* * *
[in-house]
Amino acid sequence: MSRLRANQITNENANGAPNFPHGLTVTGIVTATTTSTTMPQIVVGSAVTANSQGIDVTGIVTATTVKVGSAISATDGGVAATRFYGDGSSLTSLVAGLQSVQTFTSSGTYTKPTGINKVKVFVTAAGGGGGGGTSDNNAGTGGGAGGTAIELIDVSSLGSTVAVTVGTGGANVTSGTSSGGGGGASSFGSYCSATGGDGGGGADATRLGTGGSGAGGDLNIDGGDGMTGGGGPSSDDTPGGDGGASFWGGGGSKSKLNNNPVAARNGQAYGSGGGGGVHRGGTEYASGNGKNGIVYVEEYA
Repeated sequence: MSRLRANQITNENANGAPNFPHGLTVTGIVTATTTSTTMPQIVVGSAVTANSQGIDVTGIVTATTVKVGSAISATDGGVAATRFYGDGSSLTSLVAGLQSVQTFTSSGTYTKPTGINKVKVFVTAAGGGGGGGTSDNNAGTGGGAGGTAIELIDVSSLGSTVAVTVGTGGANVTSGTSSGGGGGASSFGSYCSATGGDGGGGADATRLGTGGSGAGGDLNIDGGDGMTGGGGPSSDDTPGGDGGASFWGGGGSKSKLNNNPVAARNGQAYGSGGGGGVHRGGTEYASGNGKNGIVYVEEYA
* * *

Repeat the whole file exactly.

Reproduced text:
[in-house]
Amino acid sequence: MSRLRANQITNENANGAPNFPHGLTVTGIVTATTTSTTMPQIVVGSAVTANSQGIDVTGIVTATTVKVGSAISATDGGVAATRFYGDGSSLTSLVAGLQSVQTFTSSGTYTKPTGINKVKVFVTAAGGGGGGGTSDNNAGTGGGAGGTAIELIDVSSLGSTVAVTVGTGGANVTSGTSSGGGGGASSFGSYCSATGGDGGGGADATRLGTGGSGAGGDLNIDGGDGMTGGGGPSSDDTPGGDGGASFWGGGGSKSKLNNNPVAARNGQAYGSGGGGGVHRGGTEYASGNGKNGIVYVEEYA
Repeated sequence: MSRLRANQITNENANGAPNFPHGLTVTGIVTATTTSTTMPQIVVGSAVTANSQGIDVTGIVTATTVKVGSAISATDGGVAATRFYGDGSSLTSLVAGLQSVQTFTSSGTYTKPTGINKVKVFVTAAGGGGGGGTSDNNAGTGGGAGGTAIELIDVSSLGSTVAVTVGTGGANVTSGTSSGGGGGASSFGSYCSATGGDGGGGADATRLGTGGSGAGGDLNIDGGDGMTGGGGPSSDDTPGGDGGASFWGGGGSKSKLNNNPVAARNGQAYGSGGGGGVHRGGTEYASGNGKNGIVYVEEYA